Skip to main content

A Fucked Up Life In Books by Anonymous

 Download BookCunt's
autobiography
Perhaps this decline in ethical fortitude was inevitable; succumbing first to e-pub books on my new corporate-approved, bookshop-workforce-eviscerating Kindle, and then reviewing free (or near free) books published by people what I have done met on that there Twitter.

So much for principles, eh?

Take this book, called, accurately if somewhat tastelessly, A Fucked Up Life In Books; I’ve been mooching around book blogs for someone to recommend something great to read* for a number of years and have had my eye on this particular one, full of lip-chewing vulgarity and salt-of-the-earth honesty (if it is to be believed) for a time as a welcome resource of refreshing invective for those days where poncing about feigning airs and graces makes the sick rise up into my mouth. I found her on social media, and have quietly enjoyed her time line and blogging style for a few months. Then through complete accident** I found BookCunt had written a book, published by an old Waterstonesian colleague Scott Pack and his The Friday Project crew – serendipitous destiny without question. 

Taking the Metaliterature creed to mean I can read things I find cruising the Internet when I’m bored, I immediately downloaded her book, told her all about it and entered into a foul-mouthed exchange with her so that she and her legions of admirers would know what a cultured and also uncouth chap I really am.

Exhibit A - gratuitous self-promotion


What happened to high brow? Where are the literary giants like Eco, and, er, um, ahem, the others?  Truth be told, contrary to my opening paragraph about the decline in standards, I’ve just realised that I don’t half read a load of old tosh. In the pantheon of great literary achievement, I suspect that John D. MacDonald and Marshall Karp weren’t even the people who washed the grapes before they were peeled for the Bacchanalia.

So much for a narrative conceit, eh?

“I can’t be fucking arsed with your blog shit” a good friend once said to me, “because you say fuck all about books and just go on and on about yourself. I get enough of that when you’re drunk as a bastard.” I like to remember this when I get two pages into a review and have yet to mention the book.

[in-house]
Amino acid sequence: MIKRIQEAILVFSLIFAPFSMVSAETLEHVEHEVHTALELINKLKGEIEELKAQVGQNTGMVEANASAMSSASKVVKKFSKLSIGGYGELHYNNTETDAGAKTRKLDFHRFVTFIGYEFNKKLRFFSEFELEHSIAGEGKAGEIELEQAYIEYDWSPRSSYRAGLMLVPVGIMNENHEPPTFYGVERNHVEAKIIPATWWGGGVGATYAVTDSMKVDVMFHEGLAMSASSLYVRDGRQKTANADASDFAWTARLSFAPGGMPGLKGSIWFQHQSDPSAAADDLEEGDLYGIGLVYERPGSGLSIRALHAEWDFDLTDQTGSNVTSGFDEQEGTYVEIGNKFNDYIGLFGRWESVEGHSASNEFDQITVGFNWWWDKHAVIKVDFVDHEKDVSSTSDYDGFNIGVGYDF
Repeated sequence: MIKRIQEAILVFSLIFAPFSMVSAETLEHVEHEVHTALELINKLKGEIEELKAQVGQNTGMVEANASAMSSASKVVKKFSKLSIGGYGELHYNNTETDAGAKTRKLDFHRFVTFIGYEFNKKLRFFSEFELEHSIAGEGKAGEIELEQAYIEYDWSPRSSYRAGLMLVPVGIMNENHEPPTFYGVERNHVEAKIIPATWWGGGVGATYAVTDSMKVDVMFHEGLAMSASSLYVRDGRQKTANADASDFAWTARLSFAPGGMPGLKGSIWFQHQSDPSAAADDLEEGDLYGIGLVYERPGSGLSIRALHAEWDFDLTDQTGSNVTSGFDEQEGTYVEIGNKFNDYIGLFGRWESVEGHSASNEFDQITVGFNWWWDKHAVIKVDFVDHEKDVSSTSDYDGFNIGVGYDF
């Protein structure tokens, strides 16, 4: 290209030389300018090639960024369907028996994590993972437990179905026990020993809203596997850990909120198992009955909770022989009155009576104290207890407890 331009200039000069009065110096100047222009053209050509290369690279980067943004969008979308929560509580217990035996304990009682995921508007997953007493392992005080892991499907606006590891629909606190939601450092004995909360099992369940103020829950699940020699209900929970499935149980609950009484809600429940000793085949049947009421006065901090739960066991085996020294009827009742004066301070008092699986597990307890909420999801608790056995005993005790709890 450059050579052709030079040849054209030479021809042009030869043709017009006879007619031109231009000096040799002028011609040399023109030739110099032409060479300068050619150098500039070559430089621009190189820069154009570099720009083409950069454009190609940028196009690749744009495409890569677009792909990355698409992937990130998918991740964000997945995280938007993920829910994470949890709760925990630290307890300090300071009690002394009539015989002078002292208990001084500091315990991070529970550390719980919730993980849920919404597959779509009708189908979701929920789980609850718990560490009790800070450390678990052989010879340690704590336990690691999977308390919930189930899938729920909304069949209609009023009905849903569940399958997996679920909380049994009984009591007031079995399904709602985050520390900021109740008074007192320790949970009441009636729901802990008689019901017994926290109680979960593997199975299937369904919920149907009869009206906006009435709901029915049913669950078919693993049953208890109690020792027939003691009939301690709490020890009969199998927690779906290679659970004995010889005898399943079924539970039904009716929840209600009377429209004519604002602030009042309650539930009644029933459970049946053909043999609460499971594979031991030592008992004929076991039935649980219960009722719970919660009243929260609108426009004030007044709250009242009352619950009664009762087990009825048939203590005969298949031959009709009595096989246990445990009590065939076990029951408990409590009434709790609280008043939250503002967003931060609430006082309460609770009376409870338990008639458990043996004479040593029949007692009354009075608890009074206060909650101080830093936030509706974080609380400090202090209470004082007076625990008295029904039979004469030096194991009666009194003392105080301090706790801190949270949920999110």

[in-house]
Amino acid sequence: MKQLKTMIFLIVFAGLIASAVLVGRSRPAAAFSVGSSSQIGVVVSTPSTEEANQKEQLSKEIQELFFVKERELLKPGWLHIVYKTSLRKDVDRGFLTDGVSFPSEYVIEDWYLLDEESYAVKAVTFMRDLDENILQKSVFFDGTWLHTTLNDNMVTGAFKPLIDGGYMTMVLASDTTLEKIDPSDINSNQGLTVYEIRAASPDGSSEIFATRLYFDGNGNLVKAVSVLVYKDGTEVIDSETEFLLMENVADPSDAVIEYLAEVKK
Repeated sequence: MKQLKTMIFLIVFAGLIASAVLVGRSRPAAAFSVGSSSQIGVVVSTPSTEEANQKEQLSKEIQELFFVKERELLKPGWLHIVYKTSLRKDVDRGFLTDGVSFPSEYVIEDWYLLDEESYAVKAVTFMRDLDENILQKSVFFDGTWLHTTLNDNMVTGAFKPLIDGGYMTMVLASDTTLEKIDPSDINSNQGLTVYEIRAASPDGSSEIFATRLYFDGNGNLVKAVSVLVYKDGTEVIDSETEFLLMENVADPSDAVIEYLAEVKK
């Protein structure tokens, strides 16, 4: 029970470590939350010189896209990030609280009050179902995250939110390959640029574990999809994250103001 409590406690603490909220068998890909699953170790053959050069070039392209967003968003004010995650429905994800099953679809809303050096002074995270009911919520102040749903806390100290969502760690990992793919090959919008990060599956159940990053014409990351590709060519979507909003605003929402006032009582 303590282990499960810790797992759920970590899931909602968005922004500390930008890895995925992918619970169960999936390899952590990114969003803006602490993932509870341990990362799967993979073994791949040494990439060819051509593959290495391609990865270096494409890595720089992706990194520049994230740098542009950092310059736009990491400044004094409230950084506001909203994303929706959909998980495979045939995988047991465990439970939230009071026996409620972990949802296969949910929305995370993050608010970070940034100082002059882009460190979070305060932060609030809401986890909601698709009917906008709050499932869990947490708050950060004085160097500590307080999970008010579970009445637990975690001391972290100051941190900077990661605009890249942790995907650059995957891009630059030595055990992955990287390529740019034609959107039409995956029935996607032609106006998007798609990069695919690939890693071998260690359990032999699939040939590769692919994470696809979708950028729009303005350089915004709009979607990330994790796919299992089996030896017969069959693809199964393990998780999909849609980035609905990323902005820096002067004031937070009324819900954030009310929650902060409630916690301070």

So much for a review, eh?

Back to “Anonymous” and her rather entertaining and revelatory review columns. In truth, books play almost no part in her story, other than to provide a chapter heading and give us all an insight into how well-read (or otherwise – book snobs get short thrift and often, so maybe you chaps give this one a miss, yeah?) she is. That she actively seeks time to squirrel herself away and read is rather endearing, and evokes nostalgia for my idealised youth (veracity notwithstanding) where I would often have my head in an Ed McBain or Stephen Donaldson whilst eating, watching TV or in the toilet. That books preface some horrifying tales of parental neglect and emotional abuse is slightly unpleasant for me as a bibliophile, but even the most flippant and facetious arse will appreciate the emotional attachments, the ghosts of memory that haunt the pages of some of our favourite or even least favourite books. But equal to the horror are the moments of balance, wherein her father features prominently, and her brother also (if we politely disregard the time she bounced his head off a brick wall), where beautiful people make life that little bit more tolerable. In fact, one such beautiful person looked to be aiming at a sun setting over the horizon happily-ever-after until, in what was to me the most wrenching trauma, he fucks off and makes it all smell rotten again. That is, of course, until she finds The Big Green Bookshop

I am a notorious if inadvertent MCP when it comes to books I choose to read, preferring the rants of male psychotics to any others (famous felines such as the Tomcat Murr notwithstanding), but I would probably burn someone’s bra (is that still a thing?) to get everyone to give this book a chance to impress. She’s not just about swearing and rage (although there’s lots of that in there) and her honesty is dazzling. Being cribbed from blog posts, I’d read quite a bit previously, so was probably ahead of the game, but when collected into a pseudo-narrative and competently proof-read****, it forms a genuinely readable, persuasively emotional chronicle of the life of someone who just wants to find a comfy chair, a good book, and, I infer, someone who quietly and patiently attends on her for tea & fags and provides a sympathetic  ear-hole into which she can rant. In fact, in retrospect, I can still clearly recollect several key moments where I completely ignored my wife’s pleas for help with the boy / screams of pain and carried on reading regardless, such was the spell I was under.

So much for being a cold-blooded sacred-cow slayer, eh?